Point by Hayley FitzPatrick

On March 8, 2014, 239 passengers aboard Malaysia Airlines Flight 370 went missing when the plane routed from Kuala Lumpur to Beijing disappeared within the first hour of the flight. The transponder turned off — whether that was intentional or not we may never know — and with the pilot’s last words, “All right, good night,” all communication ceased.

Soon after, Thai military radar detected an unknown aircraft traveling in the opposite direction that Flight 370 should have been, flying thousands of miles off course. Presumably, Flight 370 made a massive turn and disappeared off the radar. From the beginning of this tragedy, Malaysian authorities have been a poor source of information, insensitive to the public and incompetent in relaying correct, reliable information.

From the initial announcement of the plane’s disappearance, Malaysian authorities have issued conflicting statements regarding the last known location of the plane and details of the transponder. Since the plane went missing, news headlines have stated that major developments in locating Flight 370 have been made. Instead, just fragments of information are released.

There was news that passengers’ cell phones were still ringing when called, which fueled conspiracy theories that the plane landed in a remote location. There have been questionable reports about the pilot and his motives — was it a suicide mission because of personal trouble at home? Was it politically motivated? The search has created a media circus and Malaysian authorities have done nothing to curtail this. Their incompetence has only propelled the theories and frenzy that follows in the media.

On March 24, Malaysian Prime Minister Najib Razak announced that Flight 370 “ended” in the Indian Ocean. Before the press conference that revealed this news to the public, some of the families learned of the tragic fate of their loved ones via text message. It is unimaginable that the Malaysian government would deem such a compassionless measure of informing the families this way acceptable.

Counterpoint by Christine Angell

It is undeniable that the missing Malaysian plane is a tragedy for all involved. The presumed death toll from the missing flight is 239 and the details of the fate of the plane remain in question.

There have been tremendously harsh criticisms of the way the Malaysian government and the airline have handled the aftermath of the crash; perhaps, a little too harsh. While the airline has provided factual information about the search efforts for the aircraft, they did not provide any details on the crash itself because they have no information. Anything the airline could say with regard to what actually happened to the plane is speculatory.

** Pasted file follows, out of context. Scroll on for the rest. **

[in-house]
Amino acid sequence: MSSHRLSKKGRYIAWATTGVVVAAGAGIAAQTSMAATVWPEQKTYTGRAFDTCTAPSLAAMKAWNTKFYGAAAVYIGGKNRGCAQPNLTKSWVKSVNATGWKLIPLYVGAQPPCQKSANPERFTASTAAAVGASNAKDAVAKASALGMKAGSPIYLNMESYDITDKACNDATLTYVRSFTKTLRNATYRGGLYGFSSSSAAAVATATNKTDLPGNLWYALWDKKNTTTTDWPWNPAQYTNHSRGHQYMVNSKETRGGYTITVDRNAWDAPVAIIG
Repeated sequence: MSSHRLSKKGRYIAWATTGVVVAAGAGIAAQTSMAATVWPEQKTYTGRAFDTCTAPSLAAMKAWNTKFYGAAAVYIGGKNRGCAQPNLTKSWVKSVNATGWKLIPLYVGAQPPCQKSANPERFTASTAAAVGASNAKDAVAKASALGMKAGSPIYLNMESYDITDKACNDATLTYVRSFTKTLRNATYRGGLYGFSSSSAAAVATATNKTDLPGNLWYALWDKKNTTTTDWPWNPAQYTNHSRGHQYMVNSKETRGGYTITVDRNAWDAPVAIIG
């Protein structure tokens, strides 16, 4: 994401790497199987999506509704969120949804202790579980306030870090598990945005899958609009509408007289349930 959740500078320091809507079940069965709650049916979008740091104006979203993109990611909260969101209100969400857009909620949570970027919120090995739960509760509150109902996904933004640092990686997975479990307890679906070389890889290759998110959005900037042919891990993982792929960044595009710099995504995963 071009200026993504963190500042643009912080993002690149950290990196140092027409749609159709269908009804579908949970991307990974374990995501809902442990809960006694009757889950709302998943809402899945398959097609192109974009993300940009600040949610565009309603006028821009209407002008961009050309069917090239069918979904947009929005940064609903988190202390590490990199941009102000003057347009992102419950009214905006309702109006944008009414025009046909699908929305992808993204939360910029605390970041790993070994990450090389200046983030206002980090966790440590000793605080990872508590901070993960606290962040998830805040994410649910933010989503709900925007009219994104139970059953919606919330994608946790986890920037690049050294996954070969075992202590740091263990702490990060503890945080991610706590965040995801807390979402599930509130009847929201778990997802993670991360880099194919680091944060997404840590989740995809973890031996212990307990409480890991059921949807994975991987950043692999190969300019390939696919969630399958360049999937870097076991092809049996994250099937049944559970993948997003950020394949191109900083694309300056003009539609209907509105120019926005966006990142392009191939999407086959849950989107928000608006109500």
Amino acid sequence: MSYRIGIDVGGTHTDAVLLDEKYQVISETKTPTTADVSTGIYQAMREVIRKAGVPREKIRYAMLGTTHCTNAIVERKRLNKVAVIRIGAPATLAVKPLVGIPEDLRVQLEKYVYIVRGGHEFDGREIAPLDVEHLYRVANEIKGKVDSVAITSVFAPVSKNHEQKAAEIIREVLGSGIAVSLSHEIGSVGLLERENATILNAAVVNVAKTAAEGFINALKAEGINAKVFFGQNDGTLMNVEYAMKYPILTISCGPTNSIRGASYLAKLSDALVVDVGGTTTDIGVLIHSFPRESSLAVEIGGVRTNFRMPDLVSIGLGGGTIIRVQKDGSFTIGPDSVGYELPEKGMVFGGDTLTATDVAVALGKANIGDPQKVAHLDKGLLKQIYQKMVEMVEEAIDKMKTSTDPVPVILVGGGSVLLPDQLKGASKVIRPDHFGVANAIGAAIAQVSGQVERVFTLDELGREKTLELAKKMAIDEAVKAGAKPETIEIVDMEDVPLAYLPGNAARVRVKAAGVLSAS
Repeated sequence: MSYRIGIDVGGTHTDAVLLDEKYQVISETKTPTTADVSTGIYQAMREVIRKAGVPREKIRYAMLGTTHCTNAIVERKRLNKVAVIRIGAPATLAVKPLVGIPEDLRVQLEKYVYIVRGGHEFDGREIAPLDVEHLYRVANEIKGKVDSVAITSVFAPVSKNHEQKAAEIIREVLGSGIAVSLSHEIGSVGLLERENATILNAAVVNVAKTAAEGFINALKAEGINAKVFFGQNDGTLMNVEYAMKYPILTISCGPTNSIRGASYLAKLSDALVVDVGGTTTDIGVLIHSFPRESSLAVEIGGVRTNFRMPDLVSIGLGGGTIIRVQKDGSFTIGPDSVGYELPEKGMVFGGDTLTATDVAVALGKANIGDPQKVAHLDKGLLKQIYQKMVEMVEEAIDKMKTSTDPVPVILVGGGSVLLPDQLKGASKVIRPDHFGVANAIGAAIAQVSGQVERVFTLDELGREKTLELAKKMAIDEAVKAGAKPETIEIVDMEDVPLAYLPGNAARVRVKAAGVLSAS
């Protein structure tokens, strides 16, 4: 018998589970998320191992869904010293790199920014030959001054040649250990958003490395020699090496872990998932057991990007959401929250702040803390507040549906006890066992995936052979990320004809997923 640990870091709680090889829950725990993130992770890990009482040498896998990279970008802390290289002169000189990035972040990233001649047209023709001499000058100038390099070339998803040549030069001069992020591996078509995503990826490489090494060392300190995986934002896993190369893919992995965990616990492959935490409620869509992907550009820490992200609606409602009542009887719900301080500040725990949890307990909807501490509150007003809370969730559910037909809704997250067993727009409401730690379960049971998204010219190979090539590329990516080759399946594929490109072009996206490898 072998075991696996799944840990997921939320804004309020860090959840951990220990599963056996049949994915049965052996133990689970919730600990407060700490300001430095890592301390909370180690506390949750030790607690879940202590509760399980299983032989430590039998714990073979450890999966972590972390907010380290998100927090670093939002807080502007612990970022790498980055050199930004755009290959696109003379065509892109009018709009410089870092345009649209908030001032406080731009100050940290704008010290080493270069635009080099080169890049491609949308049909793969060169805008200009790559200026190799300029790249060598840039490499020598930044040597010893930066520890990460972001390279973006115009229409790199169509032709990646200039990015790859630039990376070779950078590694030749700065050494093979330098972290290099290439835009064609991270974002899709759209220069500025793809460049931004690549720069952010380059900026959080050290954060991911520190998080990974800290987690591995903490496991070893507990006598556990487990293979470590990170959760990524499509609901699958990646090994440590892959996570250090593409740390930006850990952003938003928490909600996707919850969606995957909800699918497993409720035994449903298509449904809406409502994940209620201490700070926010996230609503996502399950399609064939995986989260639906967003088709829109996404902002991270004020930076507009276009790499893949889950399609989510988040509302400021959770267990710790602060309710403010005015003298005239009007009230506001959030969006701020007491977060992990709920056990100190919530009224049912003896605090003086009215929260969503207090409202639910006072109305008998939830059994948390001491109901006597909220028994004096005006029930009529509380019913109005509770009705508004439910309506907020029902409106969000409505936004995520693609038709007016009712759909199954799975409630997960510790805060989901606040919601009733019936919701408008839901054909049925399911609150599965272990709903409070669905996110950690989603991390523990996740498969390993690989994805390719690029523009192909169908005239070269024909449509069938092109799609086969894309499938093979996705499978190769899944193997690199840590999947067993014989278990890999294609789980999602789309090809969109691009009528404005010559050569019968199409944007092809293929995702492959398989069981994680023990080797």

Today, we are conditioned to want to be informed instantly. But, in this situation, the airline had no information to provide and therefore waited to make a statement until some information was compiled about the search efforts.

The Malaysian government deserves to take a little more of the heat. They have determined that all passengers on the plane have died without actually touching or identifying the debris in the south Indian Ocean as a part of the plane. Yes, they are most likely dead, but it is not certain.

Furthermore, the families of the victims were contacted via text message with the news about their allegedly deceased loved ones. The Malaysian government can be charged with being irresponsible and disrespectful, but what can they do? They have no more information than anyone else, so what are they supposed to say to these families? We hold expectations for information to be instantly provided to us, which the Malaysian government obviously cannot deliver on.

Both Malaysian Airlines and the Malaysian government have made some mistakes in the aftermath of this tragic incident. However, we all need to keep in mind that they do not have the answers we all are asking for and are making the best decisions they can in the moment to prevent speculation and rumors from arising. We all need to just step back for a minute, let them do their jobs and have a little patience.

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